Many have drawn comparisons between Israeli occupation and South African apartheid. Such comparisons are instructive, not only as a moral gauge but in terms of offering solutions to the current crisis.
The most important anti-globalization movement of the last two decades has shown us how to resist. And it grasps, as Subcomandante Marcos made clear in his final public appearance, that resistance must be wedded to nonviolence.
The South African underclass Mandela became an inspiration to continues to suffer unnecessarily in every possible way: lower incomes, marginal educational opportunities, poor housing conditions and shorter life expectancies.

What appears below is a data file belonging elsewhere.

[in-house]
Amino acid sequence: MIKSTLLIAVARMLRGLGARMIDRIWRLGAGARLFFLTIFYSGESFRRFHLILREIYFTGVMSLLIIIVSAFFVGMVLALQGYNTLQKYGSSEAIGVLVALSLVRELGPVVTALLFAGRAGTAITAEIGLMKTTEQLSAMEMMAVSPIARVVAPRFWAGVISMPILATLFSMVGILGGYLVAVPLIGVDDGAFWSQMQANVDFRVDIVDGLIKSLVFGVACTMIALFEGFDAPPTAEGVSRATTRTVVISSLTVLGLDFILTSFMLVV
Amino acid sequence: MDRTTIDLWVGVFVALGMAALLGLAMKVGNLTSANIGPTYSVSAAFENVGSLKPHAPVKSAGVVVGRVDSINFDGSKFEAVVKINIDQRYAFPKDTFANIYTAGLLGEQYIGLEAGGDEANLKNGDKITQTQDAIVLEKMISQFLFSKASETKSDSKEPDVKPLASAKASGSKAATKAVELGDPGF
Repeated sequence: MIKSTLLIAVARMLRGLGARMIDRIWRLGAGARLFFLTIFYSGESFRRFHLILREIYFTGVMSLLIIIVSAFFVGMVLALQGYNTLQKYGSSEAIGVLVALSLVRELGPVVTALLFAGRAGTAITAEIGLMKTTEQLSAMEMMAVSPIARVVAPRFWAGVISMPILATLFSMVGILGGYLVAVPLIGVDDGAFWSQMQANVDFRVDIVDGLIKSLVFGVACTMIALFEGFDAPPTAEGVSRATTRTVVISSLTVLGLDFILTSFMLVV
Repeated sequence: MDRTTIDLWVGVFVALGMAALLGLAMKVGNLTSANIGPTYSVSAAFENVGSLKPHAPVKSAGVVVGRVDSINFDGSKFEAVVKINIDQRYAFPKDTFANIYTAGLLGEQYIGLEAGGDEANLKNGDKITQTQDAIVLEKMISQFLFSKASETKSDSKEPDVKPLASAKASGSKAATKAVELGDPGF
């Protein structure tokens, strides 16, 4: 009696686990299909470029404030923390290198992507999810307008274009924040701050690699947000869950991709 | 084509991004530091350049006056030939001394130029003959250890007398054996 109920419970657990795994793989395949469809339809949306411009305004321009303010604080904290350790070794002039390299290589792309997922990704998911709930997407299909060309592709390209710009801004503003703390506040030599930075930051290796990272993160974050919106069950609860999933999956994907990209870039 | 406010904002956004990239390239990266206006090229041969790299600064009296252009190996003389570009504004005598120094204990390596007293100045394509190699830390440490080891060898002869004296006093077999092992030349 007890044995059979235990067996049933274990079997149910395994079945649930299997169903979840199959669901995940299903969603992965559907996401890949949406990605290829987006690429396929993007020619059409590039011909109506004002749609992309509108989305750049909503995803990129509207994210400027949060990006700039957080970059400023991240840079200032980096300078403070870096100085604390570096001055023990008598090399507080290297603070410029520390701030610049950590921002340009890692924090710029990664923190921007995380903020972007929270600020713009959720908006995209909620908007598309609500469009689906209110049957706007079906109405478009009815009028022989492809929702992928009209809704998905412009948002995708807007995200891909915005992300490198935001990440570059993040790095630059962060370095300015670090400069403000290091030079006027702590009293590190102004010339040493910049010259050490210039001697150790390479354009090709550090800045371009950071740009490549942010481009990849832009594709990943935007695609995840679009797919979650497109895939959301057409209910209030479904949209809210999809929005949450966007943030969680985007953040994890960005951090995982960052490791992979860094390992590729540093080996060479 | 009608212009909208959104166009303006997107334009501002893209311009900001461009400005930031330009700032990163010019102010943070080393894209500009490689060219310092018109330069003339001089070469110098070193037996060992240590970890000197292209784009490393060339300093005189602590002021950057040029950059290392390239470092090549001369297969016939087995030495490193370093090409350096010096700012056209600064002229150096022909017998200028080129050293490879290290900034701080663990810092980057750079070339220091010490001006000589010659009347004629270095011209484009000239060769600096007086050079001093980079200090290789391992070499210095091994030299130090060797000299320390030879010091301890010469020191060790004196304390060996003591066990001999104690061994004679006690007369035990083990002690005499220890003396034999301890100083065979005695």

As the world mourns Nelson Mandela’s death, it also should take a clear-eyed look at his life and the world in which he struggled—and remember those who aligned with the racist apartheid regime of South Africa.
A white warrior against apartheid who dedicated his life to the African National Congress is now assailing the ruling party for its failure to wrest economic power from a tiny elite and place it in the majority’s hands. His story resonates far beyond South Africa.